The Greek philosopher Heraclitus said the only thing that endures is change—a truth that is very evident in business. While smart companies strive to offer consistent quality and service, they can’t escape the fact that the people providing those things will someday change.
As the executive vice president and general counsel of Des Moines, Iowa-based Principal Financial Group, Karen Shaff focuses on staff development and succession planning measures to ensure that her company will have a stable generation of leaders. “Forty percent of our US lawyers today are or will be eligible to retire within the next three years,” she says. “Transition planning for these retirements is critical.”
The Fortune 500 company and retirement-plan provider is addressing this in a few different ways. First, Shaff and her team focus on the development of lawyers throughout their career at Principal, positioning them to move up and be successors. Some of this is done through continuing education. “We send our lawyers to outside programs held by various organizations on topics specific to issues our businesses face,” Shaff says. “It could be topics that affect their work responsibilities today or something they may encounter in the future.”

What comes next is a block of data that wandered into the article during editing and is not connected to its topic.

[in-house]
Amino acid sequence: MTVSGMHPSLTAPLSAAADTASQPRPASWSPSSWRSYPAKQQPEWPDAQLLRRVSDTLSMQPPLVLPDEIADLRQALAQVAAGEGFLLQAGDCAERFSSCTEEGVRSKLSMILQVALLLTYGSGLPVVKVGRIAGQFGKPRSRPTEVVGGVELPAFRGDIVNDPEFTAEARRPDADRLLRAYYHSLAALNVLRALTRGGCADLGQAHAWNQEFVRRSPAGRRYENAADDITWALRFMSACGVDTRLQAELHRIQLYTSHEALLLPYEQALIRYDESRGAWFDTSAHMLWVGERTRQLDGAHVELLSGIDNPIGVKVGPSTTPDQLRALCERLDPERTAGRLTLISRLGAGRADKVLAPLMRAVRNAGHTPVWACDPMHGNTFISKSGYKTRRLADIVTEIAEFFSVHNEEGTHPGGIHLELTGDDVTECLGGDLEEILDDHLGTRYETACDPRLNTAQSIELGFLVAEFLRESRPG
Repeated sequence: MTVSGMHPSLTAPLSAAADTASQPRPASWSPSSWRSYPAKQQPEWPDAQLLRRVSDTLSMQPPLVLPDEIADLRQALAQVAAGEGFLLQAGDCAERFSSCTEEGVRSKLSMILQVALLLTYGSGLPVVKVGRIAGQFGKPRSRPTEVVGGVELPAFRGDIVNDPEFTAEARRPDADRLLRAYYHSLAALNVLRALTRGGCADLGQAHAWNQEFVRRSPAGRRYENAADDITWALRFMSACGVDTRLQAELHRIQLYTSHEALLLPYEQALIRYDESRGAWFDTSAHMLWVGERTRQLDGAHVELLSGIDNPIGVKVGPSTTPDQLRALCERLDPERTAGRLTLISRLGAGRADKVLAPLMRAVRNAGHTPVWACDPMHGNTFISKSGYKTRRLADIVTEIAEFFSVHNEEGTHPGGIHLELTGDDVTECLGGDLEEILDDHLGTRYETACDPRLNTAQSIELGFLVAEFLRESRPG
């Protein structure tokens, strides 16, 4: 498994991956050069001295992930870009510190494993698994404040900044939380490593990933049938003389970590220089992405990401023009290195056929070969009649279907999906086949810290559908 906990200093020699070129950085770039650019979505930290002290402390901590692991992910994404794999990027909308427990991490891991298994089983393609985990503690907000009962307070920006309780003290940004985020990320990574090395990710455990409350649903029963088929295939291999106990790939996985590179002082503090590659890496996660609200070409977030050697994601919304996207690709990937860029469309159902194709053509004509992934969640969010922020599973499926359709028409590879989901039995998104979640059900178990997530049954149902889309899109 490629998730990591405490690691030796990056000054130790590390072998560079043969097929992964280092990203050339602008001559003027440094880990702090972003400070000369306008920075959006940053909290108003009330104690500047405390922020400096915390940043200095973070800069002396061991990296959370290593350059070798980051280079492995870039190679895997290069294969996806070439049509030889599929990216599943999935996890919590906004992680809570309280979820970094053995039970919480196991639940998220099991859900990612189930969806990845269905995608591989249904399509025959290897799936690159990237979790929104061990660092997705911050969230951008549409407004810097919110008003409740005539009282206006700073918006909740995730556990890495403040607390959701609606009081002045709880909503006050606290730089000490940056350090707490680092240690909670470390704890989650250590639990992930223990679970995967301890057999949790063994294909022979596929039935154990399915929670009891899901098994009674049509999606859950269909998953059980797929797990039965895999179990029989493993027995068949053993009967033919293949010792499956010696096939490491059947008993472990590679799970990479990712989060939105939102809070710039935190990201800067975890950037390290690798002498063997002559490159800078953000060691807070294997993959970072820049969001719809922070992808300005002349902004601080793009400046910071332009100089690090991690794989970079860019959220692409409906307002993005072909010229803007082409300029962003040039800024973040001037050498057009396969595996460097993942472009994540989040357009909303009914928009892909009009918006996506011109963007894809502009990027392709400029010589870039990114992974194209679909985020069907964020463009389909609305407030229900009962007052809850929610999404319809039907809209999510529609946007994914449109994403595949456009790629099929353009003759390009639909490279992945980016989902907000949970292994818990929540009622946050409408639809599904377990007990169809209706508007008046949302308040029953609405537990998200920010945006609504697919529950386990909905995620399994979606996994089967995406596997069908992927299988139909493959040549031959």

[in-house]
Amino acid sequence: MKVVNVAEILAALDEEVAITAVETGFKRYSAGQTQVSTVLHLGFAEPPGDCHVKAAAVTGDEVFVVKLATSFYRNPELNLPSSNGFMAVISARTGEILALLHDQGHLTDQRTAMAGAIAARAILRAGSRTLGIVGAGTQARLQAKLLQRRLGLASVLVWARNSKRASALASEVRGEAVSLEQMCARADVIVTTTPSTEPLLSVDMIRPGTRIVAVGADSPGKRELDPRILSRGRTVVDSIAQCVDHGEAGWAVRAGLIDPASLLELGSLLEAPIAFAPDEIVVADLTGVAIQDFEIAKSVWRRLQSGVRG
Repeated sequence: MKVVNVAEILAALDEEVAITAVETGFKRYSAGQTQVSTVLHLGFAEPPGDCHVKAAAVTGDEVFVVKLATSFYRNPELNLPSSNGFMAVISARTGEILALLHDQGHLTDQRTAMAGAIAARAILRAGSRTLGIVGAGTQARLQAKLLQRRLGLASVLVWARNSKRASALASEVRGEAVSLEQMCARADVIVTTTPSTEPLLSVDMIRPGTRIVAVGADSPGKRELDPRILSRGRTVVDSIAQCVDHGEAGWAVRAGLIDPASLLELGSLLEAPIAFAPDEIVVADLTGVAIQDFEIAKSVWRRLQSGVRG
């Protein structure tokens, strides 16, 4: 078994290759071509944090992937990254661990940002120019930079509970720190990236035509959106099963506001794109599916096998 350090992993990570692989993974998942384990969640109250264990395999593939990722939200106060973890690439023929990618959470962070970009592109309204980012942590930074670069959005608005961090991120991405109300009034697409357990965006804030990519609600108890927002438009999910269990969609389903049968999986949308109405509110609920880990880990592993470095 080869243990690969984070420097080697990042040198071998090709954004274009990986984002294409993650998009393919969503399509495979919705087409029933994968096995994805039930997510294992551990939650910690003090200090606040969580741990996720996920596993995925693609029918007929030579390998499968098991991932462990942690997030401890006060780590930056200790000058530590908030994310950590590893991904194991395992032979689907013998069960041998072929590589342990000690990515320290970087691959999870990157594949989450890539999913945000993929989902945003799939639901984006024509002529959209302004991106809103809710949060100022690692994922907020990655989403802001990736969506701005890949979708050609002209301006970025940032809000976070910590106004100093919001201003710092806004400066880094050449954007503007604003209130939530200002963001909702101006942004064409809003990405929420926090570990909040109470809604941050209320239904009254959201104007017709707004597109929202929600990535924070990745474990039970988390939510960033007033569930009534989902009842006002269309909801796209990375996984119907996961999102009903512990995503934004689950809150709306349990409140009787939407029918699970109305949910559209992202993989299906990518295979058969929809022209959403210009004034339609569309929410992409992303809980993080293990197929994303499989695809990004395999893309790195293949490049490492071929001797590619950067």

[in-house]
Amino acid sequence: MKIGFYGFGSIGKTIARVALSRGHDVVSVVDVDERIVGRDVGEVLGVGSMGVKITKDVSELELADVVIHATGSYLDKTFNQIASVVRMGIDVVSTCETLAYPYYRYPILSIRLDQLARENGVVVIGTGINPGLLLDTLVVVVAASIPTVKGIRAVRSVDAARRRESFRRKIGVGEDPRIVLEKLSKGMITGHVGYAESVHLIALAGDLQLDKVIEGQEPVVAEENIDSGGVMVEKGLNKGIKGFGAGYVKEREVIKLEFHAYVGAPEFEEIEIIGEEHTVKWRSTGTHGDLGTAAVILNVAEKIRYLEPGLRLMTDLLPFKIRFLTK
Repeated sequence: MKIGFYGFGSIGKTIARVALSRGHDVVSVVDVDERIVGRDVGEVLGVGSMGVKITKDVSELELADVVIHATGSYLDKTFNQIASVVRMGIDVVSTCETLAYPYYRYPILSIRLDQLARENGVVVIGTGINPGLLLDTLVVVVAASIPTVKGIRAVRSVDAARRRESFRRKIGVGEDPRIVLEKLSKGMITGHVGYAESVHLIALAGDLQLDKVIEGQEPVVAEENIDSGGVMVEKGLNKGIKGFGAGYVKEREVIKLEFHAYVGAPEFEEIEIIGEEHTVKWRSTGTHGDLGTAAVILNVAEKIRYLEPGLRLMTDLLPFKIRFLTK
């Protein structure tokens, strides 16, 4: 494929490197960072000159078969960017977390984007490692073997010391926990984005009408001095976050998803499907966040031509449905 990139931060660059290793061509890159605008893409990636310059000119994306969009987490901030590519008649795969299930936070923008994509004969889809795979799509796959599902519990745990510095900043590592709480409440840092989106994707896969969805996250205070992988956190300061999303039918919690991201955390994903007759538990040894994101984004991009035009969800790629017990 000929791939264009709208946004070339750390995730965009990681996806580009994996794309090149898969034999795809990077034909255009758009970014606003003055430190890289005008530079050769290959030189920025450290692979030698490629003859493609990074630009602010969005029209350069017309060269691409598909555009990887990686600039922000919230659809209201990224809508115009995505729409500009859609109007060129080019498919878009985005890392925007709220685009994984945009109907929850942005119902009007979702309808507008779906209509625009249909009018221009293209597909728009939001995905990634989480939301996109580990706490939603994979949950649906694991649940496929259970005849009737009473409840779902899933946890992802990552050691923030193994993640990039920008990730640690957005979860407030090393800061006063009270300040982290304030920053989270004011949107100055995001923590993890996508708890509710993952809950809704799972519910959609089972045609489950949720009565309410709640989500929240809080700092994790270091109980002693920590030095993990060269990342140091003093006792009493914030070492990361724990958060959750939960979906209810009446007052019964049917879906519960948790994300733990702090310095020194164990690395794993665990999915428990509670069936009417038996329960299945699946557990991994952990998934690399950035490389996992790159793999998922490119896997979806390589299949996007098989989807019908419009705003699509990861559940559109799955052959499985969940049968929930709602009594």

Law firms also come into the Principal offices monthly to hold workshops on subjects related to its business. The company believes in learning from its outside counsel, Shaff says. In addition, Principal offers in-house leadership training programs and matches lawyers with mentors and coaches, both internal and external.
“We provide our lawyers with other opportunities as well,” Shaff says. “For many of our senior roles, you need a mix of experience within the company and department. We offer opportunities for our top performers, giving them a broader perspective on our company as a whole.” These opportunities include interning on executive management committees.
Sometimes this entails new roles and responsibilities, and several lawyers at Principal have moved outside of the law department. For example, the president of the company’s mutual fund business previously served in the law department, and a number of compliance officers started their careers on the legal team. Shaff says some of the lawyers come back to the law department later in their career.
Clients and partners appreciate Principal’s broad-based thinking. Jeff Grantham and Michael Mulvaney, Maynard Cooper & Gale’s insurance- and financial-services practice chairs, report that, “Karen and her legal team have done an excellent job managing the legal and compliance challenges in this current environment. They have an extraordinary sense of wisdom and timing, knowing when to be flexible and when to be tough in the face of adversity. We thoroughly enjoy partnering with them.”